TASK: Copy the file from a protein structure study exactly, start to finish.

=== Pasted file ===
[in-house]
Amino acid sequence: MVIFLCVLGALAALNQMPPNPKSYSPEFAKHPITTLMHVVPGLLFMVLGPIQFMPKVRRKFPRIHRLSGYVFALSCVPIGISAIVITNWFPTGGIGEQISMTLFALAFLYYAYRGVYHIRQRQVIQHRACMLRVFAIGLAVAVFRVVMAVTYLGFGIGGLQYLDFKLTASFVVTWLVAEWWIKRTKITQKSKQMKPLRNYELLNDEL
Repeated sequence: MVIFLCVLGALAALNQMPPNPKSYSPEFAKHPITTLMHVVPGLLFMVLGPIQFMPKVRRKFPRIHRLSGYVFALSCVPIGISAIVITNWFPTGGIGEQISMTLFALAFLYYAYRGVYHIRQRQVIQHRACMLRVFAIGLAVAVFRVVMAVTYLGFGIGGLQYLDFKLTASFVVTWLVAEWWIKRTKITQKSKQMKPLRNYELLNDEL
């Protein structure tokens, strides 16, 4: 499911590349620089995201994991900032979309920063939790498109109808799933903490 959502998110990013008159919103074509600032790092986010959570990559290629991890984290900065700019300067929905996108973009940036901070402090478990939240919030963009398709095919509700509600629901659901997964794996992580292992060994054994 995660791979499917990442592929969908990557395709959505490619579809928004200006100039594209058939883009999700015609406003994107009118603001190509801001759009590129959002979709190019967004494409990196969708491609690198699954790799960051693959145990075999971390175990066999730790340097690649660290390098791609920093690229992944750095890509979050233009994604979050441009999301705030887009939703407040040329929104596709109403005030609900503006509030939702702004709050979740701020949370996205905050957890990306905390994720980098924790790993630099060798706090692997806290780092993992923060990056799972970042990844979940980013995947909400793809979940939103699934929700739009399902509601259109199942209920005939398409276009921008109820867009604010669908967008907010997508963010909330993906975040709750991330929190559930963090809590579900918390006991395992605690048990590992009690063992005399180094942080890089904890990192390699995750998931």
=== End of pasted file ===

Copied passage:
[in-house]
Amino acid sequence: MVIFLCVLGALAALNQMPPNPKSYSPEFAKHPITTLMHVVPGLLFMVLGPIQFMPKVRRKFPRIHRLSGYVFALSCVPIGISAIVITNWFPTGGIGEQISMTLFALAFLYYAYRGVYHIRQRQVIQHRACMLRVFAIGLAVAVFRVVMAVTYLGFGIGGLQYLDFKLTASFVVTWLVAEWWIKRTKITQKSKQMKPLRNYELLNDEL
Repeated sequence: MVIFLCVLGALAALNQMPPNPKSYSPEFAKHPITTLMHVVPGLLFMVLGPIQFMPKVRRKFPRIHRLSGYVFALSCVPIGISAIVITNWFPTGGIGEQISMTLFALAFLYYAYRGVYHIRQRQVIQHRACMLRVFAIGLAVAVFRVVMAVTYLGFGIGGLQYLDFKLTASFVVTWLVAEWWIKRTKITQKSKQMKPLRNYELLNDEL
């Protein structure tokens, strides 16, 4: 499911590349620089995201994991900032979309920063939790498109109808799933903490 959502998110990013008159919103074509600032790092986010959570990559290629991890984290900065700019300067929905996108973009940036901070402090478990939240919030963009398709095919509700509600629901659901997964794996992580292992060994054994 995660791979499917990442592929969908990557395709959505490619579809928004200006100039594209058939883009999700015609406003994107009118603001190509801001759009590129959002979709190019967004494409990196969708491609690198699954790799960051693959145990075999971390175990066999730790340097690649660290390098791609920093690229992944750095890509979050233009994604979050441009999301705030887009939703407040040329929104596709109403005030609900503006509030939702702004709050979740701020949370996205905050957890990306905390994720980098924790790993630099060798706090692997806290780092993992923060990056799972970042990844979940980013995947909400793809979940939103699934929700739009399902509601259109199942209920005939398409276009921008109820867009604010669908967008907010997508963010909330993906975040709750991330929190559930963090809590579900918390006991395992605690048990590992009690063992005399180094942080890089904890990192390699995750998931």